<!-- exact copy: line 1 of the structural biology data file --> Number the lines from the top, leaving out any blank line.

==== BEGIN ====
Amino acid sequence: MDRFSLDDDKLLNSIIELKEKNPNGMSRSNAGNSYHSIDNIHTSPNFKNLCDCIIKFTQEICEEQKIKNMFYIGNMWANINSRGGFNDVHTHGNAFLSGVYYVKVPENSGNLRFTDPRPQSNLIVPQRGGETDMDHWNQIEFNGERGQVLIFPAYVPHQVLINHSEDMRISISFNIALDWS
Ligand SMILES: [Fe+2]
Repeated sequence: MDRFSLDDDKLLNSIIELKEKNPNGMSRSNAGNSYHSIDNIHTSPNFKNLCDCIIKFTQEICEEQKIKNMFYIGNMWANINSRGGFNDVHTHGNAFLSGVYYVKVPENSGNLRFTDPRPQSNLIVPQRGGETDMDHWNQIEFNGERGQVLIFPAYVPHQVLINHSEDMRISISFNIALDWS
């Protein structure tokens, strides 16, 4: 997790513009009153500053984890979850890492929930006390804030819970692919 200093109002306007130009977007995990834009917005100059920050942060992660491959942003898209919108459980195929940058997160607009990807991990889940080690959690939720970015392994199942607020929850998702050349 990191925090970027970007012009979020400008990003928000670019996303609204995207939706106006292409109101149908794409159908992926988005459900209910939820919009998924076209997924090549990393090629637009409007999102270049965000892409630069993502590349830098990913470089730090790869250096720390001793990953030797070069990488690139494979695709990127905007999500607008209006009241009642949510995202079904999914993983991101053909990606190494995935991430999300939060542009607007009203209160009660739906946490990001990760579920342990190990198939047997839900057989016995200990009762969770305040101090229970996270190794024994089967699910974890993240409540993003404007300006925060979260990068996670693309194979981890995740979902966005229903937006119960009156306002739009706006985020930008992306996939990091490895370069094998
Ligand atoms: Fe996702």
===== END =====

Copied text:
Amino acid sequence: MDRFSLDDDKLLNSIIELKEKNPNGMSRSNAGNSYHSIDNIHTSPNFKNLCDCIIKFTQEICEEQKIKNMFYIGNMWANINSRGGFNDVHTHGNAFLSGVYYVKVPENSGNLRFTDPRPQSNLIVPQRGGETDMDHWNQIEFNGERGQVLIFPAYVPHQVLINHSEDMRISISFNIALDWS